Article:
November 22, 2016
At the beginning of this film, the Fallen are introduced to be a group of angels who did not want to take sides between the rift between God and Lucifer. Following a rebel angel, the Fallen have decided to side with a certain Rebel Angel who embraced the concept of Love instead of Good and Evil. They will remain to be the Fallen until the rebel angel abandons love and takes a side.
After apparently causing a fatal fire in a cabin, Lucinda "Luce" Price was sent to Sword and Cross Academy, a boarding school for troubled students who could not function in regular schools. When she meets tall and good-looking Daniel Grigori, Luce cannot explain why she seems to know him even if he denies having met her ever before. The school bad boy Cam Briel is also falling for Luce, a match Daniel won't allow. Luce has to make up her mind as the two boys fight over her, revealing their real supernatural selves in the process.
Ironically for a teen romance, the director chosen was an old veteran, Scott Hicks. In fact, Hicks had been nominated for an Academy Award before for his work on "Shine" (1996), the film that gave Geoffrey Rush his Oscar for Best Actor. For this project, he maximized the foggy and eerie atmosphere of their European castle location to create an ethereal mood of mystery. There isn't really much he could do about the skimpy story he is trying to tell, but he tries his best to sell the slim premise with haunting Gothic imagery.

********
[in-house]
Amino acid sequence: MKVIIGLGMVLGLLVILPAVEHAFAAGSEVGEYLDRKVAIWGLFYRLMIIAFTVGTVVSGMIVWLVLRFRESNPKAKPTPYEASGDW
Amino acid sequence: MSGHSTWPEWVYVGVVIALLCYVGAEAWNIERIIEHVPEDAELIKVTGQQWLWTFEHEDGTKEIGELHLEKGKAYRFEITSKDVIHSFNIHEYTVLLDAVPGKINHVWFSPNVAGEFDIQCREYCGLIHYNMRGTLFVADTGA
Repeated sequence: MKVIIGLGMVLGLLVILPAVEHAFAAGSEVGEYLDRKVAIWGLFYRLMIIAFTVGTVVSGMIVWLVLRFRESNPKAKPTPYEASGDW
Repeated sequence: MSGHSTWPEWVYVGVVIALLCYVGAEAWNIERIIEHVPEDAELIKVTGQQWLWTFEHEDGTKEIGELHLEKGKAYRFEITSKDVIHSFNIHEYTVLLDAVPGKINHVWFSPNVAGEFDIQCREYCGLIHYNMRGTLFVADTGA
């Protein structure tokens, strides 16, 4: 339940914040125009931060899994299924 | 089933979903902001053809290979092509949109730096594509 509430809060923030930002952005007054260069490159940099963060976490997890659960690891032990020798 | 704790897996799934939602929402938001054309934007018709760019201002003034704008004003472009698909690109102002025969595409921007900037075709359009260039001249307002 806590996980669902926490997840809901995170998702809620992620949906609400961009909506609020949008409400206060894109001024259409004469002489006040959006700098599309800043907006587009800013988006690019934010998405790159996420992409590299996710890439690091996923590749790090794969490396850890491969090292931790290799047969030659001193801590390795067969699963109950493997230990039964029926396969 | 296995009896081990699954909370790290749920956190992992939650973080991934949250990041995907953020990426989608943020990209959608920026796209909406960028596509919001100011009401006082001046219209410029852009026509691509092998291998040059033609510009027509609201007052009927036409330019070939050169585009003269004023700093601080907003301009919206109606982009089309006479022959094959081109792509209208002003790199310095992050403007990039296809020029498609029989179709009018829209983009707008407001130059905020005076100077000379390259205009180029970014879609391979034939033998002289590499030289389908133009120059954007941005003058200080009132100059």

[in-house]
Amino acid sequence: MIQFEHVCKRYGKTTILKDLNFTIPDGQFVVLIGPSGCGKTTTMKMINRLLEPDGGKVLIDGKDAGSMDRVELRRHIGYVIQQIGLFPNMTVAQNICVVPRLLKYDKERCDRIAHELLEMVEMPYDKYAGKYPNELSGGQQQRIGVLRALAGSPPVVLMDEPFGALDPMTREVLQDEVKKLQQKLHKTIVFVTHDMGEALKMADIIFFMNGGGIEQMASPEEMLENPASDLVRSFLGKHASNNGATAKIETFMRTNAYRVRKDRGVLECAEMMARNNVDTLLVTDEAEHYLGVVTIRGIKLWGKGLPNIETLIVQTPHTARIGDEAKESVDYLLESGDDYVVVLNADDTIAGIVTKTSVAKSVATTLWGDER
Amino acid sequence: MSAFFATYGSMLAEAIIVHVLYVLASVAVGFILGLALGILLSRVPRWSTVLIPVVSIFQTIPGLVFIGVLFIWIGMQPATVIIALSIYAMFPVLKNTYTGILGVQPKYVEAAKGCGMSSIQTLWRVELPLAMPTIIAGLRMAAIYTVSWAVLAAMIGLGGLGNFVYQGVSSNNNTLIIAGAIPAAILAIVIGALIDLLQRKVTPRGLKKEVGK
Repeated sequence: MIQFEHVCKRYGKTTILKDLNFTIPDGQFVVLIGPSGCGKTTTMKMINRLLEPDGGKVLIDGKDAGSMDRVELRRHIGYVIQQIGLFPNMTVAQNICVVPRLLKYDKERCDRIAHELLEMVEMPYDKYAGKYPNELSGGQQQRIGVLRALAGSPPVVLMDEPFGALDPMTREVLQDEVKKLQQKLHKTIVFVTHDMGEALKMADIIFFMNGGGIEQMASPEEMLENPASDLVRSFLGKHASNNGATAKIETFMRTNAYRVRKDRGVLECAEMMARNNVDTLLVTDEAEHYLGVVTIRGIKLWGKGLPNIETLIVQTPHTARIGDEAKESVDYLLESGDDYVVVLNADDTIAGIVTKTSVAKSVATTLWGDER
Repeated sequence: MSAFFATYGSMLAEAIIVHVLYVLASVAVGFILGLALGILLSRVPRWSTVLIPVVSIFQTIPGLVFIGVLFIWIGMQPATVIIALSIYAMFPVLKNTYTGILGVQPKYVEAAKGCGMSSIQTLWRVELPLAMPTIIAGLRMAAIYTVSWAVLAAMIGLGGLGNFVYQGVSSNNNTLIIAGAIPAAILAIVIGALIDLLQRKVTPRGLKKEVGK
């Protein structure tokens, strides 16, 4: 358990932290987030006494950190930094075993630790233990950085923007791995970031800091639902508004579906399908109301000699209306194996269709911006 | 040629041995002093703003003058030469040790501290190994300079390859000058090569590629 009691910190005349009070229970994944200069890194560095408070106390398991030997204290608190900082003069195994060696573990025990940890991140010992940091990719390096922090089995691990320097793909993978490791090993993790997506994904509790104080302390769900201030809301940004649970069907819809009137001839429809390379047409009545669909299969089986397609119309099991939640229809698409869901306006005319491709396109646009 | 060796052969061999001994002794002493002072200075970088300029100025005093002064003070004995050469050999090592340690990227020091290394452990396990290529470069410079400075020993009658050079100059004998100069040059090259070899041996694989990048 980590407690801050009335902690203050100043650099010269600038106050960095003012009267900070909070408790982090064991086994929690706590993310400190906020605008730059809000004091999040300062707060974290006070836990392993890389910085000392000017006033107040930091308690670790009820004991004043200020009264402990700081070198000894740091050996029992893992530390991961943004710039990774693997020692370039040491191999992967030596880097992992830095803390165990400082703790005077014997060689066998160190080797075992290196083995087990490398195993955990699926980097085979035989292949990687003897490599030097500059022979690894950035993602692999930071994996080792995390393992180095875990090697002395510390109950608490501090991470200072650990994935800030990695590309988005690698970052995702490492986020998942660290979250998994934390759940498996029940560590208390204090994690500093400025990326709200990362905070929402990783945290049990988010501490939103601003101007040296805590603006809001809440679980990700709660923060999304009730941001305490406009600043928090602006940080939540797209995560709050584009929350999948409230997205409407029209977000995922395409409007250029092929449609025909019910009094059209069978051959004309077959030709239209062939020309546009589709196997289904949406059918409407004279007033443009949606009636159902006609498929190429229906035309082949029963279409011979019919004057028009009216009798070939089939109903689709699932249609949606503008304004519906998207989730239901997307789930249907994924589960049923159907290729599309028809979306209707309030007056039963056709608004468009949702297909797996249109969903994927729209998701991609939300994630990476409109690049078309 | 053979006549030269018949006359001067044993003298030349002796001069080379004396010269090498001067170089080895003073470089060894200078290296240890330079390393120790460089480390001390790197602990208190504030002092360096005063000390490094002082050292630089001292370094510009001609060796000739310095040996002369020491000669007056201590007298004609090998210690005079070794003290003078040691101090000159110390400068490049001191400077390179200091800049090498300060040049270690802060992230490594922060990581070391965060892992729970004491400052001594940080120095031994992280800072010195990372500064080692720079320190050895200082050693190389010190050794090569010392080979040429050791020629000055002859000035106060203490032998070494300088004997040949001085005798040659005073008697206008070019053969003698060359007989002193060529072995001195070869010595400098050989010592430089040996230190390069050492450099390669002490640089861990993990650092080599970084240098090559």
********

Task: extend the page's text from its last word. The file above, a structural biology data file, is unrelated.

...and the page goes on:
The main actors were all unknown: Addison Timlin as Luce, Jeremy Irvine as Daniel and Harrison Gilbertson as Cam. They were all beautiful of face, but lacked depth in their acting.They were proficient at least, but none of them really stood out to show any potential as big stars. Supporting actors Lola Kirke (as Penn Lockwood) and Chris Ashby (as Todd Hammond) do so much better because of their naturalness, a welcome contrast from all the pretentious teen angst here. The only known name in the cast, Joely Richardson, lacked subtlety in her portrayal of their Religion teacher Sophia Bliss.
I think this paranormal love-triangle romance film came out too late, so many years after the "Twilight" saga had already over-saturated the genre. Younger viewers may have a different opinion though, since this is clearly targeted for young adults. I liked how they did the angel wings though, very cool, but the fight scenes in flight were too shot too close-up to see what was going on clearly. The ending was abrupt and very open, so disappointing. This incomplete film was obviously only setting up for a sequel based on the second book in the series by Lauren Kate entitled "Torment", if it gets done at all. It felt more like the pilot episode of a TV series than a feature film. 4/10.